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Steve Haycox

One hundred years ago next month, President William Taft signed the congressional enactment authorizing the biennial election of a territorial legislature in Alaska. This was the third major element of the territorial system Congress had established for newly acquired lands at the beginning of national government, in the 1780s. This column treats the first element.

That was congressional authorization of presidential appointment of a governor, a judge and marshals, recording clerks and others. Congress took this action in 1884, 17 years after the Alaska purchase. Until that time, law and order were maintained in Alaska first by the U.S. Army, then, briefly, the Customs Office, and finally the U.S. Navy...

Steve Haycox

2012 marks 100th anniversary of the establishing of Alaska's bicameral Territorial Legislature. While Congress passed the legislation earlier that year, President William Taft signed the act on Aug. 24 that year, the birthday of Alaska's lone delegate to Congress, James Wickersham. For the first time, Alaska citizens would have some direct effect on their civil circumstances by voting for their territorial representatives. Some background will establish context for this signal development...

Steve Haycox

For 14 years, the Center for Media and Learning of the City University of New York and the Center for History and Media at George Mason University have maintained a website called "History Matters" (.com ). It's a history resource and learning tool for college and high school teachers and students packed with primary sources and aids for analyzing historical evidence. The assumption behind the site is that knowing, and not knowing, history makes a difference in how we understand the present and plot the future...

Steve Haycox

It's a civic blessing for Anchorage to have the vigorous opinion and editorial section of the Anchorage Daily News where one still can read independent local writers with diverse points of view and styles of expression. Not every daily paper in the country would provide space for an exchange of arguments on equality in America. Gratitude is surely proper...

Steve Haycox

Income inequality is abroad in America today as at no time since the 1920s. It is a result of relaxation of government regulation and oversight of financial and investment institutions that began with the 1980s conservative Reagan revolution, resting on faith in supply-side economic principles and an exclusionist view of individuals in society. Supply-siders sold a willing government on the idea that freeing money from constraint, particularly for the wealthy, would generate capital investment and create jobs. While it may have in the short term, it was a freedom too easily abused, which led to reckless risk-taking without accountability, and, in the long run, to deep recession...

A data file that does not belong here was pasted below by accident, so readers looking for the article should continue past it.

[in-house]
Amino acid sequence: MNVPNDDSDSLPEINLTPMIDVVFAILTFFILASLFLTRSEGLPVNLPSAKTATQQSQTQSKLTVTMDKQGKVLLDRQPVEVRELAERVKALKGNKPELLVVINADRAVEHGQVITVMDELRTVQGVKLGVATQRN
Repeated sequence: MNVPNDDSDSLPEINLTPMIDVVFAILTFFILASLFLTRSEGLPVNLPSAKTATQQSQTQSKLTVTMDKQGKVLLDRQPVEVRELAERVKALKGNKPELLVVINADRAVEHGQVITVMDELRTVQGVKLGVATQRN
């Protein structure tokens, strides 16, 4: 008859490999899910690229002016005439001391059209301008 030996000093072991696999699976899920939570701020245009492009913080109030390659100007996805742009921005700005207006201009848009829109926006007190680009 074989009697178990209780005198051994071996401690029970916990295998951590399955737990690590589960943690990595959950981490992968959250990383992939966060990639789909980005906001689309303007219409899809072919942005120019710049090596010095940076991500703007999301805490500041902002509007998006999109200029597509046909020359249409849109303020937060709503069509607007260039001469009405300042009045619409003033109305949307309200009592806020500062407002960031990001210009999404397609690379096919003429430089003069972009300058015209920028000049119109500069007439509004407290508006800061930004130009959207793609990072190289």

Steve Haycox

Last Sunday was the anniversary of the assassination of President Abraham Lincoln. Repeated polls of historians have named Lincoln the most important and influential American ever because he led the crusade to end slavery and successfully defended democracy...

Steve Haycox

2012 marks the 100th anniversary of the establishing of the Alaska Territorial Legislature. In 1912, Congress passed a new civil organizing act for Alaska, creating a bicameral legislature with an eight-member Senate and a 16-member House, the whole elected in even-numbered years to sit for 60 days in odd-numbered years. The first Alaska Legislature met on March 3, 1913.

Alaska's governor would continue to be appointed by the president, until statehood. But with an elected legislature, Alaskans began to control fundamental aspects of their civic life previously managed by federal bureaucrats in the numerous agencies that had jurisdiction in the territory...

Steve Haycox

It's an arresting experience to walk into Peterskirk, Leiden, Holland, and see there the signature of Thomas Francis Blossom, 12th generation ancestor of U.S. President Barack Obama. It stops one in his tracks.

Peterskirk is the church where Pastor John Robinson preached his sermon telling the Separating Puritans who had fled from England to Leiden to escape persecution for their exclusivist religious beliefs that they would never find peace in Holland, and that they should migrate to America. To stand beneath the imposing, elevated pulpit in that architecturally spare but elegant church and imagine the English Pilgrims listening to the fateful message that would help define the American experience is to feel the full weight of history...

Steve Haycox

The major national party nomination process this year has generated more than the usual comments on our quadrennial exercise in political theater. On one side is the potential re-election of America's first black president and the question of who the vice presidential pick will be. On the other, there is the most volatile jostling for attention and votes in the history of modern American politics, the Republican Party having been captured by the radical right, much to the consternation of its centrist-tending older leadership. Few are ready to predict who will be on the national ballot in November, and what the results will be...

Steve Haycox

America had a three-day weekend at the start of this week, established by Congress in 1968. Many people think it is a celebration of Abraham Lincoln and George Washington's birthdays combined; but it's not. When the holiday was created, both presidential birthdays were under consideration, Lincoln's on Feb. 12, and Washington's on Feb. 11 (Old Style) or Feb. 22 (New Style). But the solons could not agree on how to combine them, so made the act a commemoration of Washington's alone. Strangely, the holiday can never fall on his actual birthday: the day off must occur each year on the Monday between Feb. 15 and 21...

Steve Haycox

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